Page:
St. Paul service workers call for tip credit in minimum wage debate

Servers, bartenders, and restaurant owners met at St. Paul's Happy Gnome last night for the second in a series of meetings on a proposed tip credit.

Servers, bartenders, and restaurant owners met at St. Paul's Happy Gnome last night for the second in a series of meetings on a proposed tip credit. Courtney Perry/Star Tribune

“We’re not asking for more. We’re asking for what we already have.”

Michaelann Gillis is a career server. She works 25 hours a week and is able to take care of her young daughter because of the money she earns and the tips that accompany it.

During a Monday night listening session at The Happy Gnome organized by Gillis and Jennifer Schellenberg -- a career server as well -- service industry workers gathered to hear testimony on the desire for a tip credit in a potential $15 minimum wage ordinance similar to the one passed by Minneapolis City Council in June of this year.

So, what’s a tip credit? Because a proportion of full-service workers (not, say, a part-time barista earning a few bucks in tips an hour) earn a considerable amount in tips, they want those to be counted as income in the $15 minimum wage debate. Currently, many servers make well above $15 an hour, some as much as $30 an hour. What Schellenberg and Gillis are proposing is an exemption in the $15 minimum wage ordinance that maintains a $9.50 an hour base wage for all full-service workers, plus their tips.

Mandating an across-the-board $15 wage for hourly workers could decrease tipped workers’ earning potential and create hardships for business owners. While it would nominally push up wages in the back of house, owners would still have to find that money in a business with already slim profit margins.

Jamie Robinson, owner of Northbound Brewing Company, talked about how he dealt with the increase in the state minimum wage from $7.25 an hour to $9.50, which meant he needed $50,000 more a year to run his business. He shrank the menu, raised menu prices, eliminated half-price meals for staff, got rid of the summer employee party, laid off three cooks, scheduled longer shifts, added a catering service and food truck to diversify revenue streams, and more. Even so, he found that revenue was stagnant. More customers came to the restaurant for happy hour than full dinner service. And because revenue was stagnant, wages for both front-of-house and back-of-house didn’t increase as much as he would have liked.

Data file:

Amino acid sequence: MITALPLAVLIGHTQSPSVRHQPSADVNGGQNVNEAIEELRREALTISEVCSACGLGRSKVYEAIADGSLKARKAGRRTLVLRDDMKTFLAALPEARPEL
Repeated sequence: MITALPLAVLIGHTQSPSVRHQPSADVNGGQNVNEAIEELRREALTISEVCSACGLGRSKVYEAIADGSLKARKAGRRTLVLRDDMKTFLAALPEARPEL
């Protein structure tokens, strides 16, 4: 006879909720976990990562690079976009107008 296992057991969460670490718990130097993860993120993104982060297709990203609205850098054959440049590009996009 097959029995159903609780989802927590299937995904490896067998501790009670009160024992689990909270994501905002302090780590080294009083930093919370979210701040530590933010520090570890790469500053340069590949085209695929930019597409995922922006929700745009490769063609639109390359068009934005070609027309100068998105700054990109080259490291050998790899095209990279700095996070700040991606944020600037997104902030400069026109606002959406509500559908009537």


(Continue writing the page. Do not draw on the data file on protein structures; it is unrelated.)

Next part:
No one is against the $15 minimum wage -- Schellenberg, Gillis, and all the speakers made that clear. But for them, applying such an ordinance without considering the nuances of the service industry is misguided. Graham Messenger, executive chef at Fitzgerald’s, talked about why he supports the tip credit. Servers, he finds, are passionate people who work long and hard to hone their craft and sharpen their skills. If those servers can’t maintain their lifestyle and the wages they’re pulling in, they might leave for other cities or other industries. “Then the people representing my food will be, like, high schoolers,” he said.

There was a lot of talk about the love of providing hospitality and taking care of guests. And there was also testimony from Adam Borgen, a bartender at Smack Shack, about the perks of making as much as $70,000 a year, having a flexible schedule, and the freedom to make specific career choices.

Other speakers addressed the potential of restaurants taking away tipping altogether and simply tacking on a service charge to a guest’s bill. Matt Gray, a server at W.A. Frost, explained why that system doesn’t address the tipped workers’ concerns: While a tip is legally considered a gift from a guest to a server and therefore belongs solely to the server, a service charge legally belongs to the business owner. The owner would collect all money made from the service charge and decide how to redistribute it to their staff. Some servers are concerned that such a practice could lead to owners lining their pockets, diverting service charges from workers. Robinson, of Northbound Brewing, was also against the service charge. “Why would you want me to take those tips?”

Each speaker urged those assembled to talk to their coworkers, their bosses, their non-industry friends, and, crucially, their city council members about the need for a tip credit for full-service, tipped workers.

What attendees didn’t hear was an argument from the other side against the tip credit or testimony from a server working in a restaurant where they didn’t pull in $15 or more an hour in base wage plus tips. Would a tip credit help or hurt those servers? Would a tip credit perpetuate a tipping culture that can feature sexual harassment from guests? Would a tip credit perpetuate an industry that doesn’t offer its workers 401(k)s or healthcare benefits?

This was only the second listening session on the subject. Schellenberg and Gillis have plans to amplify their cause and have already had or set up meetings with Saint Paul’s city council members and mayor-elect Melvin Carter III.